Big Ox Energy in Nebraska was cited in 2020 for venting hydrogen sulphide gas and releasing liquid biomass onto surrounding properties.

In 2019, a leak of anaerobic digestate caused 10,000 fish to float in a UK river (the solid and liquid waste that cannot be digested). The UK's Environment Agency has recorded rising pollution events, some up 50% year over year.

But, let's be honest!

If any farm business, with or without an AD plant, fails to train operating staff in slurry and sludge handling, sooner or later they will cause pollution.

Slurry spreading of the farm sludge, which is the alternative, also possess similar dangers, if not done right, to watercourses and fish.

Image shows a view of explosion smoke and fire.
Explosion risks at AD Plants need to be taken seriously.

In addition, biogas is highly flammable biogas which can cause extra difficulties. In 2020, four persons at a water utility company sludge storage tank were killed when methane from an anaerobic digester exploded at a wastewater treatment plant.

Full details of this accident have yet to be published. Nevertheless, it has been made clear that this explosion was not in any part of the sewage works which is part of the anaerobic digester.

3. Anaerobic Outputs Include Odour

The type of feedstock and how the feedstock and digestate are stored and disposed of might affect anaerobic digestion odour.

Michael Levey, CEO of environmental firm Global Advantech Resources Ltd., says that although the anaerobic digester is a closed and controlled operation, it can produce highly odoriferous substances without odour control methods.

Smelling a bad smell cartoonHydrogen sulphide may be detected at trace levels present by at least half the population (at 0.47 [parts per billion]) in the air.

A short look at local news shows that neighbourhoods ay report odour complaints from these facilities, indicating that odour control isn't always a priority or is difficult to achieve.

But, think about the alternative.

Let us not forget that food trash was formerly carted away by a waste collection company, loaded onto a truck, and thrown in a landfill.

Nobody can pretend that landfills don't smell and they also produce enormous quantities of greenhouse gases.

Case Study Puts the Lie to “Anaerobic Digesters are Not Green”

Dining Services erected its first biodigester in the Selleck Dining Center in November 2019. UNL constructed a second biodigester at Cather Dining Center in 2020.

Since installation, the food digesters have diverted over 44,000 kg (98,000 lb) of food waste from landfills and reduced UNL's CO2e emissions by 185 tonnes.

4. Anaerobic Digesters Need Food Waste

Scraping food waste off plate - cartoonAnaerobic digesters may use specifically cultivated feedstock in addition to food waste to power local houses. Livestock dung is the most prevalent feedstock, however, its biogas yield is lower than crop wastes.

It can be tempting to use higher-yielding crops as a feedstock which might lead to feedstock competition.

Forestry leftovers might be better used as a sustainable source of direct heat, while some crop wastes can be utilised directly for animal feed or advanced biofuels.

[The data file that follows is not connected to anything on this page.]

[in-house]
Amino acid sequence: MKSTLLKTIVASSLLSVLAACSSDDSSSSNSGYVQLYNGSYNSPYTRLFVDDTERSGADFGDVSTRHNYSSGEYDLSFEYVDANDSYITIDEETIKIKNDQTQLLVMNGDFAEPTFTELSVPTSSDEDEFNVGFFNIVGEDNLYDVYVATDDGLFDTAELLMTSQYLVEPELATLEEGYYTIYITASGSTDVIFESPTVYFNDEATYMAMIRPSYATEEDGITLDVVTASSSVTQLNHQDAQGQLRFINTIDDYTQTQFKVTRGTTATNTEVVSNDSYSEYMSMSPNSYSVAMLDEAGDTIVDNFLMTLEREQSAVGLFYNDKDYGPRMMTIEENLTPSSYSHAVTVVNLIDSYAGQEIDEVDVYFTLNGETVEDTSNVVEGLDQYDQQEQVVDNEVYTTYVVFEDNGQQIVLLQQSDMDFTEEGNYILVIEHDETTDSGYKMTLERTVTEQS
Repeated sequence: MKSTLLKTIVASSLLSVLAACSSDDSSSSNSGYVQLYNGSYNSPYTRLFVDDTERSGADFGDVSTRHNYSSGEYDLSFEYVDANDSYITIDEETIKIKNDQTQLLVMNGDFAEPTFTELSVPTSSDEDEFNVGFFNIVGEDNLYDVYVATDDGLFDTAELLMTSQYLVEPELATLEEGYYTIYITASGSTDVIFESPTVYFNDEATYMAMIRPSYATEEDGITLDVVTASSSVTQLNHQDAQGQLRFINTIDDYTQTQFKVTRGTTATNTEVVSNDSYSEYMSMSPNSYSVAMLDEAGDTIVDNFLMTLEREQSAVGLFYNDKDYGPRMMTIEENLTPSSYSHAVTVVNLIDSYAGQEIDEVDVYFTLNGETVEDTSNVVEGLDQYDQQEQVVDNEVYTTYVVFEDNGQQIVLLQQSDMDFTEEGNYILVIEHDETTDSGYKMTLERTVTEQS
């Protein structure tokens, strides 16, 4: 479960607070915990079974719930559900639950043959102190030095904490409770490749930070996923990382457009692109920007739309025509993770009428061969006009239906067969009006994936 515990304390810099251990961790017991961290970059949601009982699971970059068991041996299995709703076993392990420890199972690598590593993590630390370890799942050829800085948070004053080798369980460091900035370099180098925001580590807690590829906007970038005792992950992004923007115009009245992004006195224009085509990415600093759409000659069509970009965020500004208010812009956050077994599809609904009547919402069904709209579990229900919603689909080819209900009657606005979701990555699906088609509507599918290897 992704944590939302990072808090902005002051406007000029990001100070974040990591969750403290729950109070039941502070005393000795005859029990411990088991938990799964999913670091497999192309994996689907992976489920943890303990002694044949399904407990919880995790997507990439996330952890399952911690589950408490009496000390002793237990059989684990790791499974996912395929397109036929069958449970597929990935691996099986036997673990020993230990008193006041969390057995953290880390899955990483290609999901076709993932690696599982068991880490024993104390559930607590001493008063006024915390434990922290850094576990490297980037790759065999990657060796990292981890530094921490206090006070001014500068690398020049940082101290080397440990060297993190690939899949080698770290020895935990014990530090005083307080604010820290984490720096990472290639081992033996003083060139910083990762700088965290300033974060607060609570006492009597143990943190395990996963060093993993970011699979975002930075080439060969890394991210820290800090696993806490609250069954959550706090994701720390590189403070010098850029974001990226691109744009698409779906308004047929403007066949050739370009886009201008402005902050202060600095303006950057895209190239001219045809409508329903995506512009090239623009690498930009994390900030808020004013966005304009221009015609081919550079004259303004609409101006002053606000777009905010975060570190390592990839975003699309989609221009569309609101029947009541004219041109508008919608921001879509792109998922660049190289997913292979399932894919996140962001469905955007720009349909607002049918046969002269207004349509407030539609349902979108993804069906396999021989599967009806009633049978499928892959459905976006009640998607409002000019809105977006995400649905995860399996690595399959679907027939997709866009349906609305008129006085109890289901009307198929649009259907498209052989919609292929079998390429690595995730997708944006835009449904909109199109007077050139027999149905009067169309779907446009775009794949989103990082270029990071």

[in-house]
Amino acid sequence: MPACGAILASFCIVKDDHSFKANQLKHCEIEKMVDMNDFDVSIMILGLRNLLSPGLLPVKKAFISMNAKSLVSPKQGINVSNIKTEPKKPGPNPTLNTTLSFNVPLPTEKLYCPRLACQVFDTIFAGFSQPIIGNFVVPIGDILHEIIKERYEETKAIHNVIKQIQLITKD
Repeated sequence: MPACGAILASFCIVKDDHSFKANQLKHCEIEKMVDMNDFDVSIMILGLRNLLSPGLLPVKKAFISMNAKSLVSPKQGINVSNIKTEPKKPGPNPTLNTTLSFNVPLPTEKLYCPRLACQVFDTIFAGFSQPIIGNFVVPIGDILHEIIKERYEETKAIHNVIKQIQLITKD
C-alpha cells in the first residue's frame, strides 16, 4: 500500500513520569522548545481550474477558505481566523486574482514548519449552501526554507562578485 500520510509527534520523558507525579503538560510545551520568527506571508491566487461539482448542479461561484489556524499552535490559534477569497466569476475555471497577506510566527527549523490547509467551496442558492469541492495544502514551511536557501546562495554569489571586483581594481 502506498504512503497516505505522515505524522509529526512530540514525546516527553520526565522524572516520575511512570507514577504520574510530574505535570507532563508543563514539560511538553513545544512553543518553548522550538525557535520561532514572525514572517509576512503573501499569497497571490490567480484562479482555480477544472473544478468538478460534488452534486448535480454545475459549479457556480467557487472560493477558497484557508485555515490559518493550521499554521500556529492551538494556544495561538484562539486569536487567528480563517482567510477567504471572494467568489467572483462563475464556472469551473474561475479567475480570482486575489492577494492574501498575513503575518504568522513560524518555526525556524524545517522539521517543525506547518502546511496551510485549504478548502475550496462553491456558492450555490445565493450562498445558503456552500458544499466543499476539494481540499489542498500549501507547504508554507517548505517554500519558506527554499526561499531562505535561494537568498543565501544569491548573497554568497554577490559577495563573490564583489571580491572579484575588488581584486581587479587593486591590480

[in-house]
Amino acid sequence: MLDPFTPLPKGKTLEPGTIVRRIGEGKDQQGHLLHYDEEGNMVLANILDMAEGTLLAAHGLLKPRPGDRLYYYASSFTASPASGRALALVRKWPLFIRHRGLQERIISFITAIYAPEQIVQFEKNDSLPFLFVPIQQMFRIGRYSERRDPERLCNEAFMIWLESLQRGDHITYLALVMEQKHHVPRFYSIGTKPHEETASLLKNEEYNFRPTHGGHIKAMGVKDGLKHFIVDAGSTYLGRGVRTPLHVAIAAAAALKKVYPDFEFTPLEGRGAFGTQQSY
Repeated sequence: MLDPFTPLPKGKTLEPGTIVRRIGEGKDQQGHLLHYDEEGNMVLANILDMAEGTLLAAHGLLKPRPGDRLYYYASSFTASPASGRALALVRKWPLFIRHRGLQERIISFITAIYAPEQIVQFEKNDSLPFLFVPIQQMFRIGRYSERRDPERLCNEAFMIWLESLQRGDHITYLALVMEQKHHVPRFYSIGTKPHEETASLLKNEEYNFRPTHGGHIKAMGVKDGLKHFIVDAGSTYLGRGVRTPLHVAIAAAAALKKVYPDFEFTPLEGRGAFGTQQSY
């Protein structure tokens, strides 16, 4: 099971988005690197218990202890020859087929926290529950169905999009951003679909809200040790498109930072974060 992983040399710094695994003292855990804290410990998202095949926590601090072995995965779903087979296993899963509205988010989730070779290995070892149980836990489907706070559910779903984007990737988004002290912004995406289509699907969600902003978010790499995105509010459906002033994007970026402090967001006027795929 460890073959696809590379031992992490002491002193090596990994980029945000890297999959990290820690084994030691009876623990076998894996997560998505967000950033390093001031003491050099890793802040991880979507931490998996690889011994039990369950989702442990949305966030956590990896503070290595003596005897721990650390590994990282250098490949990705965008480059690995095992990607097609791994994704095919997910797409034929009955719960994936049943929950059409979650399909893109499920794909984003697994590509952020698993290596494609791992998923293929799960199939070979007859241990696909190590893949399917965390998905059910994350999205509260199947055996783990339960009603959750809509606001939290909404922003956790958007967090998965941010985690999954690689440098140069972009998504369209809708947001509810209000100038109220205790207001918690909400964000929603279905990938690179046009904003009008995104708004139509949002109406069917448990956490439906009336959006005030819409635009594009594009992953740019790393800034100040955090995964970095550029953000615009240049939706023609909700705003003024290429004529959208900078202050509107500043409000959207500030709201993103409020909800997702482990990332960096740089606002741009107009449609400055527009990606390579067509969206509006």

For example, the anaerobic digester at the Agricultural College in Sparsholt, England, would need 60,000 tonnes of grass and rye cultivated on 3,000 acres of farmland and transported to the site to produce 49,000 MWh annually. This farmland use and the resulting trucking harms the local ecosystem without providing food for locals to eat.

Feedstock competition and the possibility of greater demand for limited food stocks could conceivably be against the public good. That's undeniable.

However, the fact that this is being raised already shows how emotive this subject is. And, yet it is easily legislated against should it occur. The public outcry would force politicians to act.

5. Anaerobic Digesters Need Transport

Anaerobic digestion usually occurs offsite remotely from the food waste producer's premises. Some small-scale digesters are constructed on farms or large campuses with room for biogas facilities, but that's the exception and not common.

On-site biogas reactors also create digestate that must be stored and then transported to the farm where it is to be used as a fertiliser.

Anaerobic digesters require the off-site transfer of food waste. As with regular composting facilities, these are far from the organic waste sources, meaning fossil fuel (diesel and gas) is used.

Not only does this raise GHG emissions, the extra travelling must hurt each organisations' carbon footprint. One farm found that moving cargo to and from the anaerobic digester used 220,000 litres of diesel a year.

A cartoon of a green energy farm tractorAdmittedly, that's not so good. But there is a trend starting in which the farm business buys biomethane-powered farm equipment and trucks to use their own renewable energy.

But, anaerobic digestion is still preferable:

Compared to one aerobic digestion sustainability study, transporting trash to an anaerobic digestion plant increased CO2 equivalents by 67%. See the udel.edu paper.

Anaerobic digestion is still preferable because the research showed that trucking food waste into a compost plant creates even more emissions and doubles the amount of CO2 emitted.

6. Anaerobic Digesters are Costly

Financially Costly

Anaerobic digestion facilities most often cost over a million dollars to build. On top of that is the cost of the necessary connection to the gas grid and/ or electricity supply. Also essential is the need for high-quality staff training in order to operate the digester.